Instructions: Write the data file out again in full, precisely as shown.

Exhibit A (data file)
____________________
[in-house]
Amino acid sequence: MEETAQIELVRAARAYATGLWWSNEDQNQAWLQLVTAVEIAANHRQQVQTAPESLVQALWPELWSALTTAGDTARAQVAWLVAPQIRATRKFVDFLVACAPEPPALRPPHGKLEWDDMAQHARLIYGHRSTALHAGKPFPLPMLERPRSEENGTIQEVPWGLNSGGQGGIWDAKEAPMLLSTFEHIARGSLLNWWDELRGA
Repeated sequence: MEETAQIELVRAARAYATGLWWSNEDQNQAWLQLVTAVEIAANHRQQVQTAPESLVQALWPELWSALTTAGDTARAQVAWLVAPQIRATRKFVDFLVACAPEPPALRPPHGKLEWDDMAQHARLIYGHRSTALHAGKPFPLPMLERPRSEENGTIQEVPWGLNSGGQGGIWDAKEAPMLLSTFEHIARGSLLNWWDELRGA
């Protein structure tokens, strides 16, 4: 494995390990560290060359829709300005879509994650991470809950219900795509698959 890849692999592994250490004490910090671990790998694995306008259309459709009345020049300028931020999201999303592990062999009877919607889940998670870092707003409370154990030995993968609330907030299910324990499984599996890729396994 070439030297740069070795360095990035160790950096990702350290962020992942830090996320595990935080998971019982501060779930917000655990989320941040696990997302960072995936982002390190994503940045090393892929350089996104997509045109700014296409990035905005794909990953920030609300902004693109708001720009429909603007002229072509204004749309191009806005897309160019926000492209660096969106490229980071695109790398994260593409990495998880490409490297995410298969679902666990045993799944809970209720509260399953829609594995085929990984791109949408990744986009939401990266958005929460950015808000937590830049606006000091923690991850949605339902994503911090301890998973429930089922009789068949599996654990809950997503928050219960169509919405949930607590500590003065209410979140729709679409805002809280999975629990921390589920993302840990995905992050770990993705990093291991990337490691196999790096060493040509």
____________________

[in-house]
Amino acid sequence: MEETAQIELVRAARAYATGLWWSNEDQNQAWLQLVTAVEIAANHRQQVQTAPESLVQALWPELWSALTTAGDTARAQVAWLVAPQIRATRKFVDFLVACAPEPPALRPPHGKLEWDDMAQHARLIYGHRSTALHAGKPFPLPMLERPRSEENGTIQEVPWGLNSGGQGGIWDAKEAPMLLSTFEHIARGSLLNWWDELRGA
Repeated sequence: MEETAQIELVRAARAYATGLWWSNEDQNQAWLQLVTAVEIAANHRQQVQTAPESLVQALWPELWSALTTAGDTARAQVAWLVAPQIRATRKFVDFLVACAPEPPALRPPHGKLEWDDMAQHARLIYGHRSTALHAGKPFPLPMLERPRSEENGTIQEVPWGLNSGGQGGIWDAKEAPMLLSTFEHIARGSLLNWWDELRGA
């Protein structure tokens, strides 16, 4: 494995390990560290060359829709300005879509994650991470809950219900795509698959 890849692999592994250490004490910090671990790998694995306008259309459709009345020049300028931020999201999303592990062999009877919607889940998670870092707003409370154990030995993968609330907030299910324990499984599996890729396994 070439030297740069070795360095990035160790950096990702350290962020992942830090996320595990935080998971019982501060779930917000655990989320941040696990997302960072995936982002390190994503940045090393892929350089996104997509045109700014296409990035905005794909990953920030609300902004693109708001720009429909603007002229072509204004749309191009806005897309160019926000492209660096969106490229980071695109790398994260593409990495998880490409490297995410298969679902666990045993799944809970209720509260399953829609594995085929990984791109949408990744986009939401990266958005929460950015808000937590830049606006000091923690991850949605339902994503911090301890998973429930089922009789068949599996654990809950997503928050219960169509919405949930607590500590003065209410979140729709679409805002809280999975629990921390589920993302840990995905992050770990993705990093291991990337490691196999790096060493040509």